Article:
At 2:30 a.m. on March 20, 1970, an arsonist sets a fire that sweeps up two stairways of the wooden five-story 60-room Ozark Hotel at Westlake Avenue and Lenora Street in Seattle. Fourteen men and six women die and 10 others are hospitalized with serious injuries.
No arrests were made in this case. This fire spurred the City Council to enact stringent new fire codes, which forces hotel and apartment owners to add sprinklers and fire doors, and abide by other fire codes or be forced to close.
Enforcement of these codes led to the conversion or abandonment of scores of single-room-occupancy (SRO) hotels in downtown Seattle. The loss of this low-income housing, combined with the "gentrification" of Pioneer Square and Pike Place Market and later economic and social policies under President Reagan, helped to create in Seattle a permanent homeless population by the mid-1980s.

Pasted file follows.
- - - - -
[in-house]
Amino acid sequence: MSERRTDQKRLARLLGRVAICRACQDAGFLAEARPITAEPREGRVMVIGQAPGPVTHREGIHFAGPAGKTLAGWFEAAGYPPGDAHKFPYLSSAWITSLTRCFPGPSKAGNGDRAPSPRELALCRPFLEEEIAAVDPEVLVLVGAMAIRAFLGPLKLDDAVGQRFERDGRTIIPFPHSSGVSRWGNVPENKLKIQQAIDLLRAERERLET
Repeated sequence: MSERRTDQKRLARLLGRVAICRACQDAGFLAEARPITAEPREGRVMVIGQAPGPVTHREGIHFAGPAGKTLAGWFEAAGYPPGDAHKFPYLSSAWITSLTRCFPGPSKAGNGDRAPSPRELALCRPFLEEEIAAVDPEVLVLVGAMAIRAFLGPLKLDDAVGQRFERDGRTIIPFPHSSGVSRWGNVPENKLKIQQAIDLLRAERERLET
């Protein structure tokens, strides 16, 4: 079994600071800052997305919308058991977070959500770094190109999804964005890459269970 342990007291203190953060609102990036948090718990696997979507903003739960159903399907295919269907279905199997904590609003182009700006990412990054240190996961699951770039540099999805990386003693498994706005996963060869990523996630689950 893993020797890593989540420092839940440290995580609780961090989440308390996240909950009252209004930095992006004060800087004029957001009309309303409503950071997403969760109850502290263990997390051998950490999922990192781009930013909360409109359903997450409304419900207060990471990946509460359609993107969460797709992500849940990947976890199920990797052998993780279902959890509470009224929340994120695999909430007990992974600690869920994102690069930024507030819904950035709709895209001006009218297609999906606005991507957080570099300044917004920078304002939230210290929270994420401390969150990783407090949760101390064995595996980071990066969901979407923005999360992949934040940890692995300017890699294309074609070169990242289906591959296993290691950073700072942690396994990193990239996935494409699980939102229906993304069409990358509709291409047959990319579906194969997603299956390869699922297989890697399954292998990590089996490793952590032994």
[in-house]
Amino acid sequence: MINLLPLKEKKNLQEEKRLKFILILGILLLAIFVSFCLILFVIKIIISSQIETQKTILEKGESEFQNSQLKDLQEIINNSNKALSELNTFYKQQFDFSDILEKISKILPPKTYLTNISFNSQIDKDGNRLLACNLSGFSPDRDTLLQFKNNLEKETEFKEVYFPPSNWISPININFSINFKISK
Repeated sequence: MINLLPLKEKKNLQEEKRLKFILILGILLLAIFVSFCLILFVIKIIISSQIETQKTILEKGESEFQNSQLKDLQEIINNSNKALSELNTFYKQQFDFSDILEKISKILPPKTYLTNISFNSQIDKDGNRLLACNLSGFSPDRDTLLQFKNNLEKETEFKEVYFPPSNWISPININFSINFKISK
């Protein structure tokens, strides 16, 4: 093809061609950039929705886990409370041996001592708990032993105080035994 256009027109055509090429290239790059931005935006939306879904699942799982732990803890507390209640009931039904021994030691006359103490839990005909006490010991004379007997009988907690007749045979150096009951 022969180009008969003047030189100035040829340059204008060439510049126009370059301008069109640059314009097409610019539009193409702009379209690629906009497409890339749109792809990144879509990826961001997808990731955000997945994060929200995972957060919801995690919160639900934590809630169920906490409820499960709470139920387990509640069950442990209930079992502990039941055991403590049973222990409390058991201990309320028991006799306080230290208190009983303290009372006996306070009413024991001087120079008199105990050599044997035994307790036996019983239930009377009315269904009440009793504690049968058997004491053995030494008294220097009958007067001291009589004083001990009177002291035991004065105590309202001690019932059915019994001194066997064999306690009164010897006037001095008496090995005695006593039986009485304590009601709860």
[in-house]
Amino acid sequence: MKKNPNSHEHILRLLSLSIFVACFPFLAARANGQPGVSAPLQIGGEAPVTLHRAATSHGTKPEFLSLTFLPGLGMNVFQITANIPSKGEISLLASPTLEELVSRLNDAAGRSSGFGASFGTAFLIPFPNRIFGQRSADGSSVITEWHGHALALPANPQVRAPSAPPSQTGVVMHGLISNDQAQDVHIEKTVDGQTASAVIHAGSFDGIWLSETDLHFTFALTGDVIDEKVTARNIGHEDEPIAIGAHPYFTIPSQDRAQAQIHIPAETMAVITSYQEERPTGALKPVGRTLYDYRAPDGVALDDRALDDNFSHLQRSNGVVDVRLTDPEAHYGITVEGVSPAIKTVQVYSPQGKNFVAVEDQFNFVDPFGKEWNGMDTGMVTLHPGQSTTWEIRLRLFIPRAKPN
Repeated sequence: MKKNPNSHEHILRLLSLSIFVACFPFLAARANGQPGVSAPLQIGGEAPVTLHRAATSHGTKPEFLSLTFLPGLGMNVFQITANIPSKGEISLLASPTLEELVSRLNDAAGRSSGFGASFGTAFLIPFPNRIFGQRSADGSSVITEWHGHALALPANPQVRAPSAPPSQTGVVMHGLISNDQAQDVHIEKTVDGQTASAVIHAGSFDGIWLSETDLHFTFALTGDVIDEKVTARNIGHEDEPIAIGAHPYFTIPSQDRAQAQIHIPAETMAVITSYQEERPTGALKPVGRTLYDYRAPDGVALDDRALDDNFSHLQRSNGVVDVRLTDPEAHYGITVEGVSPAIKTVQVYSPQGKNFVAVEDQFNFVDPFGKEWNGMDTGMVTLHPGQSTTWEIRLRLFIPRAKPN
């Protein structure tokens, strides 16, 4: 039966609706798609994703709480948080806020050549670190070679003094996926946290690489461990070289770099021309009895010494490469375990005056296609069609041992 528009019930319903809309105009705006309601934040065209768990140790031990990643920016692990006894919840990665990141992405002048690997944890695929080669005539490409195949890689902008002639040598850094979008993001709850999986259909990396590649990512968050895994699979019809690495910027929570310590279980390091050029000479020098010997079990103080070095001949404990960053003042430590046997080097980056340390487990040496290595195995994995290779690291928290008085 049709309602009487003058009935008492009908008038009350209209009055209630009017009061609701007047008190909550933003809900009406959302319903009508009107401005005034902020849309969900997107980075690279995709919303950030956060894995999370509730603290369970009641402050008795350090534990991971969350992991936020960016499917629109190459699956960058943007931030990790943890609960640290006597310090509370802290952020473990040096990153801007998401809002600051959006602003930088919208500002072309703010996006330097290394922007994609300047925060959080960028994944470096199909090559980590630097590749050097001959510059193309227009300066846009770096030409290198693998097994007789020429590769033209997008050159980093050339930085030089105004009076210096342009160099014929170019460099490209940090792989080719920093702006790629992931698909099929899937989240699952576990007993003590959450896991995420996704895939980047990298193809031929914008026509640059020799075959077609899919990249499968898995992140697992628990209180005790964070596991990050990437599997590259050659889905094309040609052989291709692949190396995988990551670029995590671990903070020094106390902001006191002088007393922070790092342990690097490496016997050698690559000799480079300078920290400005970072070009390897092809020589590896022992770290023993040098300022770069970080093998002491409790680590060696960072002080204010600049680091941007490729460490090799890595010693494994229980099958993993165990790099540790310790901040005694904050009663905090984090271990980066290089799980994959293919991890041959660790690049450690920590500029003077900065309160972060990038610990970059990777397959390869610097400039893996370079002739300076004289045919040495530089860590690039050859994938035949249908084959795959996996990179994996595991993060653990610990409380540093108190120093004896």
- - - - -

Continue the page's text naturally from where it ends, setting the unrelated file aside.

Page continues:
Don Duncan, Washington: The First One Hundred Years: 1889-1989 (Seattle: The Seattle Times, 1989), 108.
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